April Issue 2009
An Off-Side Hit
Award-winning scriptwriter Sooni Taraporevala tries her hand at direction with an exuberant comedy for all ages. Little Zizou invites you into the hubbub and chatter of a small Parsi community in Mumbai, their endearing quirks, humour et al, the perky dialogue peppered with Gujrati. As seen through the eyes of 11-year-old Xerxes (Jahan Bativala), nicknamed Little Zizou after his idol footballer Zinedine Zidane, Xerxes believes his dead mother has the power to bring Zidane to India.
In the thick of the plot, though, is a tug-of-war between fundamentalism and liberalism within the Zoroastrian community; the conflict is depicted in the repulsion that exists between Cyrus II Khodaji (Sohrab Ardeshir), a self-proclaimed man of God whose mission is to restore purity to the Parsi community and Boman Pressvala (Boman Irani), a classical music-loving journalist determined to expose the fraudulent preacher through his printing press. Both men, at loggerheads over religion, are caricaturised to enable the viewers to laugh at their expense, as their show of bigotry and covetousness turn into moments of hilarity.
Estranged from their self-involved father, both Xerxes and his older brother Artaxerxes, ironically seek warmth in his nemisis Khodaji’s household, where affection is showered on the boys by Mrs Khodaji, known as Roxy aunty. This puts them on the wrong side of things with the two girls of the family, Zenobia, who has captured the heart of Xerxes’s older brother, and Liana, who is repelled by Xerxes’s attempt at friendship; as the despondent little boy observes, she loves animals more than people.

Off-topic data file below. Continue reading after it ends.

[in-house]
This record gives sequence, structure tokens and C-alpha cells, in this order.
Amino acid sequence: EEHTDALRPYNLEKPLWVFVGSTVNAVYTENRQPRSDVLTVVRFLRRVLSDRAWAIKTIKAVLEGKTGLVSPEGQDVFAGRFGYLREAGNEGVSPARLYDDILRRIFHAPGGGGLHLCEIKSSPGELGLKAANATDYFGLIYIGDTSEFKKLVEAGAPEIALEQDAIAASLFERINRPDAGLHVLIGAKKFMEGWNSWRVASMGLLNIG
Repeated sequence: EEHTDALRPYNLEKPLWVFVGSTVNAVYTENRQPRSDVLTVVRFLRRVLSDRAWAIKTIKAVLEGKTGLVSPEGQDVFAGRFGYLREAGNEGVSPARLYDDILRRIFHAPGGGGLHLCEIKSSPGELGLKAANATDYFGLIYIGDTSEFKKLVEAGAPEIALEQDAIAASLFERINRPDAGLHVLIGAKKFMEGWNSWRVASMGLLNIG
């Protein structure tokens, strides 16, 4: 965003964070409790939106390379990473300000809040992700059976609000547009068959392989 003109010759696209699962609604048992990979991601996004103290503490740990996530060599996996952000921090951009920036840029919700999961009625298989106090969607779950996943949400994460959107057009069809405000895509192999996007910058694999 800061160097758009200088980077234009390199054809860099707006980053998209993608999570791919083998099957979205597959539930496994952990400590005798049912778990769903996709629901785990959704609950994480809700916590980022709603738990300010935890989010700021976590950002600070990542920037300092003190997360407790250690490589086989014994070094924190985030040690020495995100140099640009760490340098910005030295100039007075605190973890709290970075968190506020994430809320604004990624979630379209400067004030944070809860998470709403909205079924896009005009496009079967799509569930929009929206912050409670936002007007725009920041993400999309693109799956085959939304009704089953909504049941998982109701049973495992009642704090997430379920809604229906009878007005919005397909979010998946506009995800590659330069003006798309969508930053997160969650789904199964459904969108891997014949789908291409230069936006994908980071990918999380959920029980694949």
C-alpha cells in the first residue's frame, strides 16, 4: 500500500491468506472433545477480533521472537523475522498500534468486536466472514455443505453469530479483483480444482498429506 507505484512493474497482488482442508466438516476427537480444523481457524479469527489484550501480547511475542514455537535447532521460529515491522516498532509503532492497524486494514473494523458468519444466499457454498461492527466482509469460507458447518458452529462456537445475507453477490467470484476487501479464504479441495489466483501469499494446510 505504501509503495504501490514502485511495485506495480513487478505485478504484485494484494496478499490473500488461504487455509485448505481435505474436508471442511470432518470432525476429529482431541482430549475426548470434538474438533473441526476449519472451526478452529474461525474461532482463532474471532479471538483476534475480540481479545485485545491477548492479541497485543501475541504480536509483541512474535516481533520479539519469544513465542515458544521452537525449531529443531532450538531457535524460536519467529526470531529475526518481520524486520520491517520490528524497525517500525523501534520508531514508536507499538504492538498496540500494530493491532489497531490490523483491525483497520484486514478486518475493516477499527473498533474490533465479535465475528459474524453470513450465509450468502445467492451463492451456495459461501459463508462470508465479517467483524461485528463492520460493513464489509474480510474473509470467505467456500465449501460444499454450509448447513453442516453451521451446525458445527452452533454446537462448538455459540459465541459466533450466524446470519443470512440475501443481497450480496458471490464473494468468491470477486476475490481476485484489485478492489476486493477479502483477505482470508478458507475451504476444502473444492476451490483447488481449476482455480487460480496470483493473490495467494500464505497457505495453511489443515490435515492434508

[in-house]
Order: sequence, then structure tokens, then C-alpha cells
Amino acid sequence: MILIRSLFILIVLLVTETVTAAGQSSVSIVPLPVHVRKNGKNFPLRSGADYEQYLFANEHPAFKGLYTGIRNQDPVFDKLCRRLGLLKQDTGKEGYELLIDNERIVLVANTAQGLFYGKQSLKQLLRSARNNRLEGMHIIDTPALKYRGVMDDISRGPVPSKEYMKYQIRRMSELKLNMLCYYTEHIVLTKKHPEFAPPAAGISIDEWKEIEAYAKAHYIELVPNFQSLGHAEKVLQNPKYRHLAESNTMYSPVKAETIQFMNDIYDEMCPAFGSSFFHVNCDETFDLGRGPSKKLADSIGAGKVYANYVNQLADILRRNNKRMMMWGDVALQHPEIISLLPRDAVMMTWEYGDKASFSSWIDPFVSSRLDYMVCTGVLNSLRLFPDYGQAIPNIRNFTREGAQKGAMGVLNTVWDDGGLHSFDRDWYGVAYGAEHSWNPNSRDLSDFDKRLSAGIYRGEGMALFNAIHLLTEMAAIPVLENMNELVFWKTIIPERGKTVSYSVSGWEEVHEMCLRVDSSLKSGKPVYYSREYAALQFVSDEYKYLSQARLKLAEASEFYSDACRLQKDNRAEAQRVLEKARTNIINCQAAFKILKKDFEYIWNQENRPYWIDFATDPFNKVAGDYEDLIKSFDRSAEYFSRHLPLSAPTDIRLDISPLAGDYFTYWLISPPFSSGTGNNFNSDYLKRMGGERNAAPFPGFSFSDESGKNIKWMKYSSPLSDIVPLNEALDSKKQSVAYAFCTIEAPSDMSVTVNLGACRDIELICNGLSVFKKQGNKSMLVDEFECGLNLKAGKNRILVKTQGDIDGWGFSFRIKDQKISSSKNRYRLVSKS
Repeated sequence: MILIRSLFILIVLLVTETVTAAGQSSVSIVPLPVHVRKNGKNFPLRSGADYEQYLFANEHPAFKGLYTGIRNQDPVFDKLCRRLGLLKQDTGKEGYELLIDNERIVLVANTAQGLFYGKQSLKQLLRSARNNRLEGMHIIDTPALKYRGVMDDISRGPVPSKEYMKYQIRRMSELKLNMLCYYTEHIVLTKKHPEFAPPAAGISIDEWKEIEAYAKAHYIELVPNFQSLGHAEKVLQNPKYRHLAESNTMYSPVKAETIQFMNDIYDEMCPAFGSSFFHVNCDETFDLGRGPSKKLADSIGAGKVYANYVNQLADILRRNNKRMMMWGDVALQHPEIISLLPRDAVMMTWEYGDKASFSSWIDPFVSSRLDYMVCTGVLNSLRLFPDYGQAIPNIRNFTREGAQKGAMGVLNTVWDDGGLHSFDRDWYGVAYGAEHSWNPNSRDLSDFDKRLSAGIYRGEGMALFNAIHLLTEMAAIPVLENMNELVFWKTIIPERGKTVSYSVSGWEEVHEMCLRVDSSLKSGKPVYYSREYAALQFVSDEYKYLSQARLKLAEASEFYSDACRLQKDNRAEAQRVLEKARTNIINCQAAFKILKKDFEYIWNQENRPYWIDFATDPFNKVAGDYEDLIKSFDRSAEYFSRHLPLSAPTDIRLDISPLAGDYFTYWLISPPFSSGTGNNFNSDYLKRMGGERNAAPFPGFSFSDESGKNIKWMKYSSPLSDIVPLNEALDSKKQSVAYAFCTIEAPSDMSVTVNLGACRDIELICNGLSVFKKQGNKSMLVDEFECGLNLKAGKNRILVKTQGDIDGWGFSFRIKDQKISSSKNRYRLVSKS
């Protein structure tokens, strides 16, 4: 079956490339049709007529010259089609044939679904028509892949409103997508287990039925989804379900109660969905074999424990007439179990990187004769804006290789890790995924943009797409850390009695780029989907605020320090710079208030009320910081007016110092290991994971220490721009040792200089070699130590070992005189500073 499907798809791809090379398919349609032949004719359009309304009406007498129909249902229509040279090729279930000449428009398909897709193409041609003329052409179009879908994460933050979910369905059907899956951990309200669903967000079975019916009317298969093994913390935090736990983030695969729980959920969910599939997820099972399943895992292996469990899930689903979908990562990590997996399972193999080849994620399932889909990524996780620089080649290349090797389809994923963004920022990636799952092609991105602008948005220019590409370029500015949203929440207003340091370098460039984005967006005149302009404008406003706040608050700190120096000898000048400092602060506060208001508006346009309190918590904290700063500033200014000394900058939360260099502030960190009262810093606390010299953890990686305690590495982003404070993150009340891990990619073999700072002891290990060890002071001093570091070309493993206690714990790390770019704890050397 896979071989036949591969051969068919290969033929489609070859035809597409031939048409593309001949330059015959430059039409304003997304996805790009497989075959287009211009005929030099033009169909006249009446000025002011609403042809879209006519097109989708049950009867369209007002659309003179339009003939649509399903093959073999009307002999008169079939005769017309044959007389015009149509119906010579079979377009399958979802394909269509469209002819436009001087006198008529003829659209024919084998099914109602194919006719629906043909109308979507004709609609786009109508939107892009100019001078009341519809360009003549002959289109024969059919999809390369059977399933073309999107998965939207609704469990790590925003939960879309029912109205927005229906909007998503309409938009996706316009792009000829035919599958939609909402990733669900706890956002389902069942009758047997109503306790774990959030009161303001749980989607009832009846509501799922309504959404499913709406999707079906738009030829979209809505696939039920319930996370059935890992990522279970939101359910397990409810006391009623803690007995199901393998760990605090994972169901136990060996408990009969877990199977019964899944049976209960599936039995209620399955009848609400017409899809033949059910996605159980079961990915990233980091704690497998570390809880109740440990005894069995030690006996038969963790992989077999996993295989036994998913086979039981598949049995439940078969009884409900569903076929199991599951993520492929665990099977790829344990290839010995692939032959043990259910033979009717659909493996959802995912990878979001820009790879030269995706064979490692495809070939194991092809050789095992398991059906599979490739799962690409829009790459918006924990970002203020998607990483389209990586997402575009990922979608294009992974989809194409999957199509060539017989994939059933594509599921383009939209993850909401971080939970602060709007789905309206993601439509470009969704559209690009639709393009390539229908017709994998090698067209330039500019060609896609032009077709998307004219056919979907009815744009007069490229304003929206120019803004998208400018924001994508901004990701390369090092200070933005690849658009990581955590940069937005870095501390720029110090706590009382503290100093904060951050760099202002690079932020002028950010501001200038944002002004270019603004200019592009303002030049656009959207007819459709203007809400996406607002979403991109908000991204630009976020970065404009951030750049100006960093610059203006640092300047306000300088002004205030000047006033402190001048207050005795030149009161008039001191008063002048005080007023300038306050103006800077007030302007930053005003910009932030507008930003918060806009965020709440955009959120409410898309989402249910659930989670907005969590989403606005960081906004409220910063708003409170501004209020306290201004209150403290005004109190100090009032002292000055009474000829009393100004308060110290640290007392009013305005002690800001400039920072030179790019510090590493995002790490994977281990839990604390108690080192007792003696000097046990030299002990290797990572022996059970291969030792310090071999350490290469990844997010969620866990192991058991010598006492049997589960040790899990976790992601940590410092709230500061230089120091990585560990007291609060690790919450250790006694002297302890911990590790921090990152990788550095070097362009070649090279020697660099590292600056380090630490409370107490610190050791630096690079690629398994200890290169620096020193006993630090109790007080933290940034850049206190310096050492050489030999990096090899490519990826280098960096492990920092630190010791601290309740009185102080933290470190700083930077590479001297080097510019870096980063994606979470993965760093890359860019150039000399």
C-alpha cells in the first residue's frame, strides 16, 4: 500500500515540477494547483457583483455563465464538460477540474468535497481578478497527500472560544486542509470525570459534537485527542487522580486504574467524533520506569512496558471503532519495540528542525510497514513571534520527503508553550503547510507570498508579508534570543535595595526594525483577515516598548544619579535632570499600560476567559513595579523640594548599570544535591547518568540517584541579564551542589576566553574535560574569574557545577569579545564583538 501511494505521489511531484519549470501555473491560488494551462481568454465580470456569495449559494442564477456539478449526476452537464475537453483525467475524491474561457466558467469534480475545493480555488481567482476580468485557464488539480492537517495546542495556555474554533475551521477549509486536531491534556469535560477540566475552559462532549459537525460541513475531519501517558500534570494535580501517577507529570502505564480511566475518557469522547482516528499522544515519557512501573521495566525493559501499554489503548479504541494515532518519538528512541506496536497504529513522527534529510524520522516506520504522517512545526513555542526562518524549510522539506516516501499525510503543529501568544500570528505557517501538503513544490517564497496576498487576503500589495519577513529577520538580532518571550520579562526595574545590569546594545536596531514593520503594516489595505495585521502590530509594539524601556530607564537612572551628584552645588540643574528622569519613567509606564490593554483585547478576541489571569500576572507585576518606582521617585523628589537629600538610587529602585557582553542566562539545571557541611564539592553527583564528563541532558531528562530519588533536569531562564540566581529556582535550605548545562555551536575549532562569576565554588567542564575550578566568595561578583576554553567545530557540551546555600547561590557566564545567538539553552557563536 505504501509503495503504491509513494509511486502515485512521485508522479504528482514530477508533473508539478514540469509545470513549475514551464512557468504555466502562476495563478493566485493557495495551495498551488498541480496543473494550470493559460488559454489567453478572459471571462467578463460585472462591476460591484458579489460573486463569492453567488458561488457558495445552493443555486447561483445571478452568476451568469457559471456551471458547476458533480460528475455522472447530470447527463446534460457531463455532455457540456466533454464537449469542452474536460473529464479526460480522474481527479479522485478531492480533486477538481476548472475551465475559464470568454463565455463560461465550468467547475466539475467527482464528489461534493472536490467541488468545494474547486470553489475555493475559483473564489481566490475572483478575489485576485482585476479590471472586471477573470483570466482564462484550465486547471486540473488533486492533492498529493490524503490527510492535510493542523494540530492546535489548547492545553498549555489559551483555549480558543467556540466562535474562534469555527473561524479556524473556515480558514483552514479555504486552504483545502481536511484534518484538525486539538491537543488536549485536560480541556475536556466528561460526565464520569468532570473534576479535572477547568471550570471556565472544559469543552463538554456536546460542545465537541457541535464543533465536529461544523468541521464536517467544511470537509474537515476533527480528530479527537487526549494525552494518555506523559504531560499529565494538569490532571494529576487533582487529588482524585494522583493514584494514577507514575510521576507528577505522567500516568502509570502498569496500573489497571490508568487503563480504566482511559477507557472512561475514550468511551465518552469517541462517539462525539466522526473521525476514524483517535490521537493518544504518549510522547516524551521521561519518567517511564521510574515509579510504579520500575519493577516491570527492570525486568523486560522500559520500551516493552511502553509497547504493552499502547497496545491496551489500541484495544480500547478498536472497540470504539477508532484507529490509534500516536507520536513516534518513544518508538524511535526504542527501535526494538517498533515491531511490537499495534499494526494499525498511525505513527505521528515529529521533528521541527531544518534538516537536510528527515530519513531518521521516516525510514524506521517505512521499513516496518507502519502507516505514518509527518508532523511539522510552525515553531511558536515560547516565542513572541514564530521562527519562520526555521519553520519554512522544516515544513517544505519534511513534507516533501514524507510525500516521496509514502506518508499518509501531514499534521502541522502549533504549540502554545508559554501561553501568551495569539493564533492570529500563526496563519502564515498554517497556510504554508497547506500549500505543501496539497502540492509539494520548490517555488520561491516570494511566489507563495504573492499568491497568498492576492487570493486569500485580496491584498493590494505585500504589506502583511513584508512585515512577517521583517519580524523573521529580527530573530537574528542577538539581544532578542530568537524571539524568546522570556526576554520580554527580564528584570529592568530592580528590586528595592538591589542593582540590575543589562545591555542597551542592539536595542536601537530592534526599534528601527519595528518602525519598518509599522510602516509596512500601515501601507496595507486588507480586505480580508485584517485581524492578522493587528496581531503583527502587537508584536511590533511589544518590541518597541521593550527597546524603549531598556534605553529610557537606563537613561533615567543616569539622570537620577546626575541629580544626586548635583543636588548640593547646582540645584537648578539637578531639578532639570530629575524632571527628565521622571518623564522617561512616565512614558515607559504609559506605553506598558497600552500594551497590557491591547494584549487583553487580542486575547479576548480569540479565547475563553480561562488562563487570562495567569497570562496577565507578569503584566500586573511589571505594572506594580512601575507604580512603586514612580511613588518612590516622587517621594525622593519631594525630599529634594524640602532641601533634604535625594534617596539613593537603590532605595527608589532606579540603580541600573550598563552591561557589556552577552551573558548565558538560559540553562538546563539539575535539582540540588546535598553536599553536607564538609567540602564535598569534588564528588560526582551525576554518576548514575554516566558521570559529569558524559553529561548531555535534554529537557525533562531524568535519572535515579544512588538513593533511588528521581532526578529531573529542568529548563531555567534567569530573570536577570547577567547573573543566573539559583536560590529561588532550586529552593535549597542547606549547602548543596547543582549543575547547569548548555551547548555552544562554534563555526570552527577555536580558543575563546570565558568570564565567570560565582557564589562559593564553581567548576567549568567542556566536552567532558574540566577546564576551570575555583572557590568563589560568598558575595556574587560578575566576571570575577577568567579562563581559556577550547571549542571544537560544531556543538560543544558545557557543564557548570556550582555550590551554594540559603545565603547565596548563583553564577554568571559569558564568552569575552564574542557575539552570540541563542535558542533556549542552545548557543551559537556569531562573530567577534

Taraporevala has tempered the stereotypical excessive humour that comic roles fall into when portraying the quintessence of a certain caste or race. And the heart-tugging innocence of observation in children is not overdone so as to gag you with emotion. But the plot is untended in many turns. For example, being introduced to the little boy who is a fanatic football fan, praying for a visit by Zizou, one expects his football fantasies to materialise as the life of the movie but surprisingly, his dreams are sidelined with progression. The secret about the boys’ mother’s death is not given enough narrative space considering the weight of the fact, just as the pivotal episodes of the forced closure of Boman’s printing press, his suffering from a heart attack and the girls’ grandmother’s emotional attachment with her derelict lodge.
Though some of these elements are not explored completely and leave something to be desired, the all-Parsi ensemble cast pulls off a simple story with great aplomb.